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Despite rhetoric of inaction, states can help prevent mass shootings

An orphaned 19-year-old with a troubled past and his own AR-15 rifle was charged with 17 counts of premeditated murder Thursday morning following the deadliest school shooting in the United States in five years.
An orphaned 19-year-old with a troubled past and his own AR-15 rifle was charged with 17 counts of premeditated murder Thursday morning following the deadliest school shooting in the United States in five years.

It’s mourning in America again. And, sadly, we know what that means: A time of empty platitudes and deflection from America’s governing party, as Republicans try to avoid doing anything that might upset the gun lobby.

Indeed, you can see that already with what is being discussed — and what isn’t — in the aftermath of a school shooting in Parkland, Fla., that left 17 dead.

Look at what President Trump had to say on Thursday. He talked of addressing mental illness and finding ways to keep schools safe. No mention of gun laws.

No doubt we’ll also hear calls for armed guards at every school, and perhaps even armed teachers. Those, after all, are favored nostrums of Second Amendment absolutists.


View the mental health discussion skeptically. For all the talk about identifying and intervening with people whose mental health problems might make them prone to commit these crimes, that approach eventually hits this roadblock: Under current federal law, one must have been “adjudicated as a mental defective or committed to a mental institution” to be denied the right to purchase a gun on mental health grounds. That means that “a court, board, commission, or other lawful authority has determined that the applicant, as a result of marked subnormal intelligence, mental illness, incompetence, condition, or disease, is a danger to himself or herself or to others, or lacks the mental capacity to conduct or manage his or her own affairs.”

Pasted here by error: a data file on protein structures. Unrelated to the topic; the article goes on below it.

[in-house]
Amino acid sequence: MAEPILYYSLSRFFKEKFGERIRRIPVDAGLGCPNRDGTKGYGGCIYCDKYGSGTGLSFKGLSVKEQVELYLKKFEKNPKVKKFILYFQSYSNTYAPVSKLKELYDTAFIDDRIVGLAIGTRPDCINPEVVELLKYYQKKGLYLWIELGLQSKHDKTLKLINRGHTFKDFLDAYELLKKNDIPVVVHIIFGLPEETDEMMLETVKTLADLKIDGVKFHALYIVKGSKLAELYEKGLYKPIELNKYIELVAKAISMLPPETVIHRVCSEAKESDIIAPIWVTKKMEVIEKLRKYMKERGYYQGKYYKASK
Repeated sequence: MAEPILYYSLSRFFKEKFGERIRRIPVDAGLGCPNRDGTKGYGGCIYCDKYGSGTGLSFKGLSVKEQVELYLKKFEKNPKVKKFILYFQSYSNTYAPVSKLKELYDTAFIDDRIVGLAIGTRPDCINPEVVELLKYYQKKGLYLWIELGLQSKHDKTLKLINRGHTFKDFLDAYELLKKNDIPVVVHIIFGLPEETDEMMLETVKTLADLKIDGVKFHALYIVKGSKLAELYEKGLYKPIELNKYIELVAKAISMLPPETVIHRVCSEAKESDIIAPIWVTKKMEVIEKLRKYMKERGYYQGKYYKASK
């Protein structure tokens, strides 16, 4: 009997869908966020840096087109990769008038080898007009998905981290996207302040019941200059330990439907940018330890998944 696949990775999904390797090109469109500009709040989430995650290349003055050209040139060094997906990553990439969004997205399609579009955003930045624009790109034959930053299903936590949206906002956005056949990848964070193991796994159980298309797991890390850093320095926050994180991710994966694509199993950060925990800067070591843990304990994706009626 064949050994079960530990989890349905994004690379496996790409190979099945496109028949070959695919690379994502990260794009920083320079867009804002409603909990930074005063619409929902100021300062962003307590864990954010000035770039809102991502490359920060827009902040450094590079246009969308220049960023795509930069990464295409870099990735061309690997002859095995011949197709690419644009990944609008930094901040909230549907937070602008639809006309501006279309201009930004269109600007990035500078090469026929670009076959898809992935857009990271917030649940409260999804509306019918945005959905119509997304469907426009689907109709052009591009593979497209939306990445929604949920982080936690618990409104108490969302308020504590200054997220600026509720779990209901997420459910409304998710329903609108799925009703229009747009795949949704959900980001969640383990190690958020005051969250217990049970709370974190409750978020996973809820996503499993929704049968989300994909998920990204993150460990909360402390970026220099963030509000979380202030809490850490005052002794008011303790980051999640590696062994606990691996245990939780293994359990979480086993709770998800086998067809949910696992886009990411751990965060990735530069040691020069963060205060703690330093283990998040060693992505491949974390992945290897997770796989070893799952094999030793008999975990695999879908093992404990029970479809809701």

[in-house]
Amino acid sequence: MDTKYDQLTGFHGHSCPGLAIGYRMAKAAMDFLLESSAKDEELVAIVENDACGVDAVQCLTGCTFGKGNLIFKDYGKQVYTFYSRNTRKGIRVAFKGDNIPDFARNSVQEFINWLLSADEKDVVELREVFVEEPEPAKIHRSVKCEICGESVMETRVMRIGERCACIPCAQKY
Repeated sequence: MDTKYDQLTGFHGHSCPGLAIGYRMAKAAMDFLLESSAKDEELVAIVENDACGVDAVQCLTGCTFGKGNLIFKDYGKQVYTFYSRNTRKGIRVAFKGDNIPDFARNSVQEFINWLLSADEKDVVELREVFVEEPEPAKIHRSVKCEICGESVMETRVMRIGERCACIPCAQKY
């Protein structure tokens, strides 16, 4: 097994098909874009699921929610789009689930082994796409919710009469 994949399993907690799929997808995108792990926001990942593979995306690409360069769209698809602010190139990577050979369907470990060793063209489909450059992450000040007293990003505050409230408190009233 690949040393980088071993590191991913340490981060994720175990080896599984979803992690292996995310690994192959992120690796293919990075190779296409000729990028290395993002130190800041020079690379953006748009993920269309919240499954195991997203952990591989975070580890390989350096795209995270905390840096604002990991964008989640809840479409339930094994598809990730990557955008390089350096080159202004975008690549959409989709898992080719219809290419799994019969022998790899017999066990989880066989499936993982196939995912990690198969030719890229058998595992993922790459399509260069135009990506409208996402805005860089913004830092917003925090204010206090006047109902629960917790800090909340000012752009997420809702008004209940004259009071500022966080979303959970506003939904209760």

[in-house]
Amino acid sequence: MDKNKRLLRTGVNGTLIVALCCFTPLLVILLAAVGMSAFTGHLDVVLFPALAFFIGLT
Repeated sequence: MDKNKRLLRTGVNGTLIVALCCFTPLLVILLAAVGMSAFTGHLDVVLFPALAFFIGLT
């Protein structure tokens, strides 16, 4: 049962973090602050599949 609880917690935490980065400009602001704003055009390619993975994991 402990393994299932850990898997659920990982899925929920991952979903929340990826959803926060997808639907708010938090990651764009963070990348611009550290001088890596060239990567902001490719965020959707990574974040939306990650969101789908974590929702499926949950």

That law could be changed, but doing so would take a real commitment to crafting a system with more latitude to deny gun purchases. Last year, Congress passed and Trump signed a law nixing an Obama-era regulation that had expanded the number of people with mental illness who could be denied a gun by about 75,000.


Now look at what isn’t being talked about. This was the mass murder of 17 people with an assault weapon capable of directing rapid and devastating fire. Will there be any serious consideration by national Republicans of restoring a national ban on those weapons?

Of course not. Indeed, on Thursday, Senator Marco Rubio, Republican of Florida, took to the Senate floor to make the tired and specious argument that tougher gun laws wouldn’t prevent this kind of carnage. That doesn’t mean the situation is hopeless. It does, however, mean that the struggle for tougher gun laws should take place on the state level as well as in Washington.

Here’s the reality of gun violence in America. The states with the toughest gun laws have lower rates of gun deaths than states with lax laws. Florida is a lax-law state. No permit or license is necessary to purchase a gun.

So what makes for effective state laws? One key: a regulatory system that expands the reason why a would-be gun buyer will fail a background check beyond those contained in the federal National Instant Criminal Background Check System.

Massachusetts, a strict state, also has a ban on high-powered semiautomatic weapons like folding or telescoping stocks, pistol grips, barrel shrouds, and large-capacity magazines, which make those weapons particularly lethal instruments of destruction.

Effective gun statutes also give local police chiefs considerable discretionary authority to deny an applicant the right to purchase or carry certain types of weapons, on the theory that local law enforcement is best equipped to know or learn which applicants aren’t suitable for gun ownership.


A final thought: The FBI will and should come under scrutiny for failing to locate the eventual gunman after receiving a tip about a YouTube channel post (apparently) made by someone with the same name — Nikolas Cruz — saying: “I’m going to be a professional school shooter.”

How could that be? We need to know more about the reasons for that failure.

Scot Lehigh can be reached at lehigh@globe.com. Follow him on Twitter @GlobeScotLehigh.